In this context, three organizations, LivingADK, Mohawk Valley Economic Development District and Cornell Cooperative Extension Herkimer County are working on a project to understand and improve food distribution in the Central Adirondacks. We started in May with an Adirondack Food Access Survey (https://forms.gle/dN2jzg9rRFubUW7R6) to determine exactly what issues people were having with obtaining their groceries and what interest they had in supporting new food ventures. From there we will present the findings to state and local officials and work to support improved food distribution networks of farm fresh and other food products to the central Adirondacks.
In the short time the survey has been active the planning group has learned many lessons about the nature of where and how people get fresh food in the Adirondacks. Amongst them are:
- Our local grocery stores in the Adirondacks are a key element in improving access to fresh food in the region. They are the most immediate food sales venue that are open throughout the year and are open to working with new distribution networks. Like all Adirondack businesses, they operate in a challenging environment that is highly seasonal and with a very small labor pool from which to recruit. It is important that we support them to keep viable food businesses in our downtowns.
- The demand for farm fresh food continues throughout the year even though farmers’ markets are only open seasonally. Some farmers have joined Old Forge area residents to create an informal off-season distribution network of farm products. They call in orders once a week and one of the farmers drives up to Old Forge from the Utica area to deliver the food. Such a model could be used as a model for future deliveries.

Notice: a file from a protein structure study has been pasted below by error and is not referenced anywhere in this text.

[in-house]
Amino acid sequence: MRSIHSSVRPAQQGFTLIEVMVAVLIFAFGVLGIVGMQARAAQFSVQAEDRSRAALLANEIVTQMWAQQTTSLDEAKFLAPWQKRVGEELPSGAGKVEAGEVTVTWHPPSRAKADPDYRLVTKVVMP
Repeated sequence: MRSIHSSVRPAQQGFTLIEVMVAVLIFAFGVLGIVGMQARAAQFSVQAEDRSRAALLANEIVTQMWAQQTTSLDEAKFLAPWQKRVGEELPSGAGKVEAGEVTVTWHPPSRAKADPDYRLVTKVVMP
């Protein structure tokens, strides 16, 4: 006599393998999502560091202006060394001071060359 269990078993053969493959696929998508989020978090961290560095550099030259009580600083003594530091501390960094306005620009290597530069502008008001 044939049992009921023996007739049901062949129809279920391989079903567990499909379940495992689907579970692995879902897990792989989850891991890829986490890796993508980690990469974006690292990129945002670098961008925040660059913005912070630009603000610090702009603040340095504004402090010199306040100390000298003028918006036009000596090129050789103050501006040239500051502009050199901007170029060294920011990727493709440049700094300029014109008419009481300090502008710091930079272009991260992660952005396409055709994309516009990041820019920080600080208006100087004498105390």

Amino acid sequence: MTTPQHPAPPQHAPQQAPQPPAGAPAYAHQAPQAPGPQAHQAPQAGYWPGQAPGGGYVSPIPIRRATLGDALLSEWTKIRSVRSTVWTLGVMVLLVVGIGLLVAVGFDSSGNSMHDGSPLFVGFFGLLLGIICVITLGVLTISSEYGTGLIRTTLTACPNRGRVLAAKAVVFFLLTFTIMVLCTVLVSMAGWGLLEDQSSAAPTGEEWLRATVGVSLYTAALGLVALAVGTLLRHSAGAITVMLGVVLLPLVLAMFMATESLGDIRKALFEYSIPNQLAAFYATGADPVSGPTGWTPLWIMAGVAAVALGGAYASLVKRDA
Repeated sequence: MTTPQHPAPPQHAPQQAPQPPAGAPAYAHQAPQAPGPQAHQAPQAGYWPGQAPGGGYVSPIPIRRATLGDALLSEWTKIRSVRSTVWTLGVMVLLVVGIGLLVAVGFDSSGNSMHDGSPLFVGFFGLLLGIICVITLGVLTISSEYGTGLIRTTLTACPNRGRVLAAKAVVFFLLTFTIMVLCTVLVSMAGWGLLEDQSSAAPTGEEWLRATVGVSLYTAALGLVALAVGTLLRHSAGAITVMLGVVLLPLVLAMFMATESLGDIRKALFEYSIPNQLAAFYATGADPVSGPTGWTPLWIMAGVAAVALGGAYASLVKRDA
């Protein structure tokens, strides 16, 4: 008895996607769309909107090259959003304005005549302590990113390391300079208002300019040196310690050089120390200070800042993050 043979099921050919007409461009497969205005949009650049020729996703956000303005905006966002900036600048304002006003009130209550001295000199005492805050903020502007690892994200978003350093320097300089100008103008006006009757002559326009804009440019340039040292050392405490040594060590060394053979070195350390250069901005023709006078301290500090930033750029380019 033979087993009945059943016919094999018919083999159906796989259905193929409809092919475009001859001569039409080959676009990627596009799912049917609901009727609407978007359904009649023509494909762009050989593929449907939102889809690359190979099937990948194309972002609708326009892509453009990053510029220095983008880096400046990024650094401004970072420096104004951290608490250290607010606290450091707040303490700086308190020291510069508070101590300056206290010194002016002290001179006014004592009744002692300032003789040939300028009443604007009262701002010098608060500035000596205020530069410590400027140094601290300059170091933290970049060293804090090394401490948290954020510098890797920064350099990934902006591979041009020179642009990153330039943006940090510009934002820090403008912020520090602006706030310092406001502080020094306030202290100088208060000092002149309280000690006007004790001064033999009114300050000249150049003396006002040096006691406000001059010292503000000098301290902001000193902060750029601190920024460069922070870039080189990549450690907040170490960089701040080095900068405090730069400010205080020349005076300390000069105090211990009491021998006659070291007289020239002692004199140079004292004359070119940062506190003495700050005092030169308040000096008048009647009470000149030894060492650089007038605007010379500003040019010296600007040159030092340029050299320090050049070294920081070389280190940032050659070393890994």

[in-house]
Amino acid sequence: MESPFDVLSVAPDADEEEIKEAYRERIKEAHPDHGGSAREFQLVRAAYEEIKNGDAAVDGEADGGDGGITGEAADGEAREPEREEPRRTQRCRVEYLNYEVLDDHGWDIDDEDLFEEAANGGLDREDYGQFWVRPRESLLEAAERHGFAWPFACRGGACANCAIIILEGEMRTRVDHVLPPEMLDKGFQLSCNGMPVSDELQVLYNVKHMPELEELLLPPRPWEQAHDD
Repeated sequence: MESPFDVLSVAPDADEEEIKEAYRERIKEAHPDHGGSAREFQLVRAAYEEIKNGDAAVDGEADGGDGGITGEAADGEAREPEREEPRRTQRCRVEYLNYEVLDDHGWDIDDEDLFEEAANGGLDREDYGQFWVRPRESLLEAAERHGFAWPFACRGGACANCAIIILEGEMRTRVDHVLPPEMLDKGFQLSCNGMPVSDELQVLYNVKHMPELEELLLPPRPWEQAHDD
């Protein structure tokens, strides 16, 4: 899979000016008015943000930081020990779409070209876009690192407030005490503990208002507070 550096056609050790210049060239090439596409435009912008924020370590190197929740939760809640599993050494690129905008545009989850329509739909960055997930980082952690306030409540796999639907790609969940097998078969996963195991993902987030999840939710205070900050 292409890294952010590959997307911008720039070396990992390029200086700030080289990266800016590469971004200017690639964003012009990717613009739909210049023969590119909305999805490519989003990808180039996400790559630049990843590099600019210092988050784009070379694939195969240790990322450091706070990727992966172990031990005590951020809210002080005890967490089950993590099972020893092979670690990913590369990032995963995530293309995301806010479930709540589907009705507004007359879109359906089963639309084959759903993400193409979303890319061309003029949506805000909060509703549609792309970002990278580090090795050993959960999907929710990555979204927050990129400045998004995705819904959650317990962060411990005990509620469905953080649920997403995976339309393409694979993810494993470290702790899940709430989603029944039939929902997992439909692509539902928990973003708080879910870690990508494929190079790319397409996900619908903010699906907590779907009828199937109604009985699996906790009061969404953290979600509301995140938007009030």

- Technology has caught up with the Central Adirondacks. Several families are now getting food from on-line sources like Misfit Market, Butcher Box and Amazon. These are delivered directly to people’s homes although they are neither local nor inexpensive.
- Seniors on limited incomes and young families eligible for SNAP benefits are particularly affected by the limitations in the food supply. Often, they have neither the income or transportation to shop outside the Adirondacks and have a hard time finding fresh produce they can afford in winter.
The Adirondack Local Foods Survey is a first step for improving food access throughout the year in the Central Adirondacks. The survey is vital for planning efforts to support existing food distribution networks and to create new ones. If you are either a resident or a regular visitor to the Central Adirondacks (roughly the Route 28 corridor between Old Forge and Long Lake) we would appreciate it if you would take a few minutes to participate in the planning process by completing the survey. If you are unable to take the survey online, it can be taken over the phone by calling (315) 288-3687.
Garet D. Livermore is the executive director of Cornell Cooperative Extension Herkimer County
Photo by Jamie Organski of the Old Forge Farmers Market.